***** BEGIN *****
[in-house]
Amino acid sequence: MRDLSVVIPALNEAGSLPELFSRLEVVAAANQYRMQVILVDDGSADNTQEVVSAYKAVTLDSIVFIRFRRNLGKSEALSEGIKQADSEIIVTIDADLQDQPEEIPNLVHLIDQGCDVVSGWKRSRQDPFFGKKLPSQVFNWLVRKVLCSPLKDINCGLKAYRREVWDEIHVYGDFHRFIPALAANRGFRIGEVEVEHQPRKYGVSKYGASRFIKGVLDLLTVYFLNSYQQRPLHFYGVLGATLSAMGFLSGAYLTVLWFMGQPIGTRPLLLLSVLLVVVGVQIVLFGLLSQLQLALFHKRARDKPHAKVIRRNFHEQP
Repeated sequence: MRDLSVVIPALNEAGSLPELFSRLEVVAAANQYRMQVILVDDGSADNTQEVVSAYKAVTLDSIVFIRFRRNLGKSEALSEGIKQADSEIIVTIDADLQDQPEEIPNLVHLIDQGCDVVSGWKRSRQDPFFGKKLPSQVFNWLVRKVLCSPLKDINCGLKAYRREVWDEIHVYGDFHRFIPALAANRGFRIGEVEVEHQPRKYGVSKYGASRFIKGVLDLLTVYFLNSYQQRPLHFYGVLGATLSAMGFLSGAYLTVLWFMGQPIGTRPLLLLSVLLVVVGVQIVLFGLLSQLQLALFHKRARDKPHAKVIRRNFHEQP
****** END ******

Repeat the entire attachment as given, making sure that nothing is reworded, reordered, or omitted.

[in-house]
Amino acid sequence: MRDLSVVIPALNEAGSLPELFSRLEVVAAANQYRMQVILVDDGSADNTQEVVSAYKAVTLDSIVFIRFRRNLGKSEALSEGIKQADSEIIVTIDADLQDQPEEIPNLVHLIDQGCDVVSGWKRSRQDPFFGKKLPSQVFNWLVRKVLCSPLKDINCGLKAYRREVWDEIHVYGDFHRFIPALAANRGFRIGEVEVEHQPRKYGVSKYGASRFIKGVLDLLTVYFLNSYQQRPLHFYGVLGATLSAMGFLSGAYLTVLWFMGQPIGTRPLLLLSVLLVVVGVQIVLFGLLSQLQLALFHKRARDKPHAKVIRRNFHEQP
Repeated sequence: MRDLSVVIPALNEAGSLPELFSRLEVVAAANQYRMQVILVDDGSADNTQEVVSAYKAVTLDSIVFIRFRRNLGKSEALSEGIKQADSEIIVTIDADLQDQPEEIPNLVHLIDQGCDVVSGWKRSRQDPFFGKKLPSQVFNWLVRKVLCSPLKDINCGLKAYRREVWDEIHVYGDFHRFIPALAANRGFRIGEVEVEHQPRKYGVSKYGASRFIKGVLDLLTVYFLNSYQQRPLHFYGVLGATLSAMGFLSGAYLTVLWFMGQPIGTRPLLLLSVLLVVVGVQIVLFGLLSQLQLALFHKRARDKPHAKVIRRNFHEQP